A beguiling story set in a remote Welsh farmhouse. At the very start of the story Gwyn's rather eccentric grandmother gives him five unusual gifts for his ninth birthday.
They were very unusual gifts and if Gwyn had not been the sort of boy he was, he might have been disappointed.
'Happy Birthday!' said his grandmother, turning her basket upside down.
Gwyn stared at the objects on the kitchen floor, none of them wrapped in bright birthday paper: a piece of seaweed, a yellow scarf, a tin whistle, a twisted metal brooch, and a small, broken horse.
Rather odd presents indeed. But Gwyn's house is not a happy one, and his birthday isn't really celebrated. His sister Bethan disappeared in mysterious circumstances on his birthday four years earlier. So Gwyn's birthday is not so much a day of celebration, but one of mourning and remembrance, as each day seems to be. Particularly for Gwyn's father who blames him for his sister's disappearance.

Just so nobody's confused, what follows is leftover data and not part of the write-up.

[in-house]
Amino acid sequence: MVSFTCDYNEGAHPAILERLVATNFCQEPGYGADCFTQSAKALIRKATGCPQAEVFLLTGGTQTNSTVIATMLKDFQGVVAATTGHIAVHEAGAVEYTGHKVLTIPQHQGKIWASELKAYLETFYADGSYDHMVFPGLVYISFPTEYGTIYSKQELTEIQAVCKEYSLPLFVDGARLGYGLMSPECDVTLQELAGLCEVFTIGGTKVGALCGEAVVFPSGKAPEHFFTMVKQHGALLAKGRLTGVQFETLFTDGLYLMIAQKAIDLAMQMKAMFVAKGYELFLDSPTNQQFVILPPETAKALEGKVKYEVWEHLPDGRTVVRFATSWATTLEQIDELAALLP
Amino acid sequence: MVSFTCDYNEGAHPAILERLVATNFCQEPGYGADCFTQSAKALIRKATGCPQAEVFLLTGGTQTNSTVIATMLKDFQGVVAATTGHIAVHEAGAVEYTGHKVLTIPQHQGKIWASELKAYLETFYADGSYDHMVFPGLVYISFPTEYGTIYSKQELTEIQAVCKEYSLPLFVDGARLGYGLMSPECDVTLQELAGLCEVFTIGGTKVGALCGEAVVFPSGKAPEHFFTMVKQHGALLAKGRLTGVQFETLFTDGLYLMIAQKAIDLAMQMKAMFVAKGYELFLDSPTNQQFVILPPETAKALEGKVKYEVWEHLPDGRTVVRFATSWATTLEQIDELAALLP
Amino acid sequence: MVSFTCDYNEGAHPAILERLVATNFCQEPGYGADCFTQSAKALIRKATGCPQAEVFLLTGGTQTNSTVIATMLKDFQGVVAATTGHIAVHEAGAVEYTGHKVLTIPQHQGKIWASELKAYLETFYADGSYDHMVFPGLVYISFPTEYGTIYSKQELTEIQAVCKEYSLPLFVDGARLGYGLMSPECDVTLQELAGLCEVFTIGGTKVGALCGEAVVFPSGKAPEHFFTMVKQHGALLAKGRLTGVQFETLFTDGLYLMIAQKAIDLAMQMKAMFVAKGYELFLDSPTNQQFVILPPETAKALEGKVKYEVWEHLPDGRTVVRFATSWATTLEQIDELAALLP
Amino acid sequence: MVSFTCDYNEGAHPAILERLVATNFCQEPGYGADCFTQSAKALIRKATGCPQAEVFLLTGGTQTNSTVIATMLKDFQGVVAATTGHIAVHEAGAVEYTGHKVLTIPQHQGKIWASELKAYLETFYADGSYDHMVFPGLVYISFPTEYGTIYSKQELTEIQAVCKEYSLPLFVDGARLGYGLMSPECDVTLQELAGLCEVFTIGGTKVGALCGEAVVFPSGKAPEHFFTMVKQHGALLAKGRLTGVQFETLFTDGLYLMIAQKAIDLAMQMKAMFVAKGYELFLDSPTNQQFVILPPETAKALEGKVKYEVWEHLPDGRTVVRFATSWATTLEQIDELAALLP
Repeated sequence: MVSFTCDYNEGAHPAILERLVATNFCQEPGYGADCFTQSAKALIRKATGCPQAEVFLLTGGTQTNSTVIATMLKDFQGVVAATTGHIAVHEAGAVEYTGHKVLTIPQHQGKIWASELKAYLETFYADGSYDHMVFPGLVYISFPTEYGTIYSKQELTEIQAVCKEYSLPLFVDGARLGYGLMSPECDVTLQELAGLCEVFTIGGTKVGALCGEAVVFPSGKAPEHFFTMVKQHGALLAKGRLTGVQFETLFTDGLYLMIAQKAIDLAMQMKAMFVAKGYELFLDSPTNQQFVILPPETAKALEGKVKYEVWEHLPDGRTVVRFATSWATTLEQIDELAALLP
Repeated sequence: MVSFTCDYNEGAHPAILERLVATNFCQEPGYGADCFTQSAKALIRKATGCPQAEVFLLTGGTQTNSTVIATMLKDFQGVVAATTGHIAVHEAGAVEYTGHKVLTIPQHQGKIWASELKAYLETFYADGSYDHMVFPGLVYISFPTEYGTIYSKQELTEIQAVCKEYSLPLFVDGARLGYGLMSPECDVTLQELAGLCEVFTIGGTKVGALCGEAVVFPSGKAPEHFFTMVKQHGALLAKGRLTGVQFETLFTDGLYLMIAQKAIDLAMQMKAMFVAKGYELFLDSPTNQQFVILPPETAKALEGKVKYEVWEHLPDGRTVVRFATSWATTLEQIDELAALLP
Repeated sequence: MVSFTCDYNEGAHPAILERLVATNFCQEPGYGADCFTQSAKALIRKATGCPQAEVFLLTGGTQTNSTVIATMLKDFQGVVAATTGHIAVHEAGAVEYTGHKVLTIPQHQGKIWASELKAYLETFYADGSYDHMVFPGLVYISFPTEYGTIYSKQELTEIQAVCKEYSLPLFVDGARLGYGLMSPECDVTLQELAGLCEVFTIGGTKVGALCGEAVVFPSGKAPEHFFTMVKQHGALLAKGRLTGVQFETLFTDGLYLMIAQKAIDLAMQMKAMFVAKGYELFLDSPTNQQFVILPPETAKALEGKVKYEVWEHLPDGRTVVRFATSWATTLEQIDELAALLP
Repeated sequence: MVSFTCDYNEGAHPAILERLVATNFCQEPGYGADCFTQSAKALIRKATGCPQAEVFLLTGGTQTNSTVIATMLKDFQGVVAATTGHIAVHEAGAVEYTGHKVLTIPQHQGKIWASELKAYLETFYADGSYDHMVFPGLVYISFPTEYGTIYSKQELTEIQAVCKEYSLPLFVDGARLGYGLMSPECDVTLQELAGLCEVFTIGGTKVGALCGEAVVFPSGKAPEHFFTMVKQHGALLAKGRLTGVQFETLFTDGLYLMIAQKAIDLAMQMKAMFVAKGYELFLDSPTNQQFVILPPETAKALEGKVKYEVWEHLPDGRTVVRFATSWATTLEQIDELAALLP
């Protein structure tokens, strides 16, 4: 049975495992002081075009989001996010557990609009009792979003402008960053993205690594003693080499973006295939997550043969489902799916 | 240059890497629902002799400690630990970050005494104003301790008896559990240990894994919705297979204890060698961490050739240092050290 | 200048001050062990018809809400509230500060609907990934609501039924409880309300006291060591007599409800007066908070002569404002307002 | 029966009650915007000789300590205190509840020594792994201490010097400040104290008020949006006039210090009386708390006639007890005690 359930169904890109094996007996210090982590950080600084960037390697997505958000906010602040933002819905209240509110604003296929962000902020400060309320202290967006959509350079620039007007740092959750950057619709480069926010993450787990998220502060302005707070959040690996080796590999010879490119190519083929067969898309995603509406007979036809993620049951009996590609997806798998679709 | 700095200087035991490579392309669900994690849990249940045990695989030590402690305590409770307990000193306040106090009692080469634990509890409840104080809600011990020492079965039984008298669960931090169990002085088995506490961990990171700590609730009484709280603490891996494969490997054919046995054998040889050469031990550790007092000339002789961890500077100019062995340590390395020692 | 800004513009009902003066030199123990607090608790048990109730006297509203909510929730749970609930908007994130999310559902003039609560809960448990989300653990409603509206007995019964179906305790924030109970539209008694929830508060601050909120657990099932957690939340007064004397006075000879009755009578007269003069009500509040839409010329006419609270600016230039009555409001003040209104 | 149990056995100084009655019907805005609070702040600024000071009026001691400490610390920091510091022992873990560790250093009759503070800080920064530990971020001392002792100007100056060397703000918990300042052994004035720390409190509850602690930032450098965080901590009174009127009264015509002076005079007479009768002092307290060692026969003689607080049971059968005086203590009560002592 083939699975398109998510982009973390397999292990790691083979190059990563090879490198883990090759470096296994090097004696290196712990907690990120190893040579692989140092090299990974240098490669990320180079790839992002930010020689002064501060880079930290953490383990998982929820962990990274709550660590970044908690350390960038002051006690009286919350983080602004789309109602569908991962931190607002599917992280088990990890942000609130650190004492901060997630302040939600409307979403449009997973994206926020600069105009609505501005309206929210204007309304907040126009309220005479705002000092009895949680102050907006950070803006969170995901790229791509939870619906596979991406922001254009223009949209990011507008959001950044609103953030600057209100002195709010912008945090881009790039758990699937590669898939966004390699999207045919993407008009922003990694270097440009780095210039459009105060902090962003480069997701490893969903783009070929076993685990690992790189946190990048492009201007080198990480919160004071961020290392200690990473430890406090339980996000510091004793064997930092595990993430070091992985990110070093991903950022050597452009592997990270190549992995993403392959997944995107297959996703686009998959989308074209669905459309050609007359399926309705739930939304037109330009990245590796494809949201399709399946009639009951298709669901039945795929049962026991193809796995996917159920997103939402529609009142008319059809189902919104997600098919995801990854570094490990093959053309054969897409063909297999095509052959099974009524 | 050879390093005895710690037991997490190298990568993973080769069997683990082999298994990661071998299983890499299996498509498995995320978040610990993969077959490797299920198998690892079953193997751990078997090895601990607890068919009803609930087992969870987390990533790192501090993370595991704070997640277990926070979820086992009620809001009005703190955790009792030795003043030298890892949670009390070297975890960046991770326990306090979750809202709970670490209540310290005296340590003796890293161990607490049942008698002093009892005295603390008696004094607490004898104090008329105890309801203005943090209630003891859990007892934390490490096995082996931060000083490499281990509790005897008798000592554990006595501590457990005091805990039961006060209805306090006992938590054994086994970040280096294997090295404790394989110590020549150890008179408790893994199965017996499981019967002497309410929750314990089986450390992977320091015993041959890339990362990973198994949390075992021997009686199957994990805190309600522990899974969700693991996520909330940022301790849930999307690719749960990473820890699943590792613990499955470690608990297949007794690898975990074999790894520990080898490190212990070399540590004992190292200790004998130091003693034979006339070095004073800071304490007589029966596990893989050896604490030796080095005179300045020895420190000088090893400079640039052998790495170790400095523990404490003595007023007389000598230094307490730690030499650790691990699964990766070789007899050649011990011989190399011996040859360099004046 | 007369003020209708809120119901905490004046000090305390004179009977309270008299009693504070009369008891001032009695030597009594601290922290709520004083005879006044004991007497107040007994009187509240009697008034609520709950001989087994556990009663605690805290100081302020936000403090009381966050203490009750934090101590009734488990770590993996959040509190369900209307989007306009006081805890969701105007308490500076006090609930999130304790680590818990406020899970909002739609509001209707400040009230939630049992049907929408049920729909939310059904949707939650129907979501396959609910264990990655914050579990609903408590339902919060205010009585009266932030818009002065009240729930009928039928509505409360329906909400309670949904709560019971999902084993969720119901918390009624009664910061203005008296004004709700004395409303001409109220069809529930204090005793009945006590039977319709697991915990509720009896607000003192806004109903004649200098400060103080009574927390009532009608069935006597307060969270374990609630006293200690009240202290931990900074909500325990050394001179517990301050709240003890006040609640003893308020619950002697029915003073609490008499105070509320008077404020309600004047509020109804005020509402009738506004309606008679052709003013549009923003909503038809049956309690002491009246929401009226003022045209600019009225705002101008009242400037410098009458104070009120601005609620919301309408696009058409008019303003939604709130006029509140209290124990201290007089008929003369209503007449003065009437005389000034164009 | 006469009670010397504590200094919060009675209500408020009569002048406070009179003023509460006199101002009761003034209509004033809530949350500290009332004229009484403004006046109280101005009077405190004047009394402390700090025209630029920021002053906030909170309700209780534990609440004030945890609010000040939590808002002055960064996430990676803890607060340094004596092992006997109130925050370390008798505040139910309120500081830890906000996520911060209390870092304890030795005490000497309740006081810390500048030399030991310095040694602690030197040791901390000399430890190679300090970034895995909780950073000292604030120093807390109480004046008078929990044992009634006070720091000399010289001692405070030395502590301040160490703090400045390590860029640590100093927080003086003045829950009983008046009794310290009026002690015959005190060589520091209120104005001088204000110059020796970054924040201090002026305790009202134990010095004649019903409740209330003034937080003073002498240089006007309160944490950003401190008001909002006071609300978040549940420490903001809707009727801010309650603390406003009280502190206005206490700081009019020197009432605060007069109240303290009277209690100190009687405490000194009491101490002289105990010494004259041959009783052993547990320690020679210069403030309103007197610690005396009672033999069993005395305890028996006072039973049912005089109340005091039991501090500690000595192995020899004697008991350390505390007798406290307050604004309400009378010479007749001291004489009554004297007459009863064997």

Jenny Nimmo is English, but has lived for many years in Wales and she incorporates ancient tales of Welsh mythology into a modern story of friendship, family and loss. There was a very strong vibe of A Wrinkle in Time in some parts of the book for me, and even though I didn't particularly like A Wrinkle in Time the first time I read it (shocking I know!, but it does seem to be growing on me), I did really enjoy The Snow Spider, so much so that I've ordered the other two books in the series, Emlyn's Moon and The Chestnut Soldier.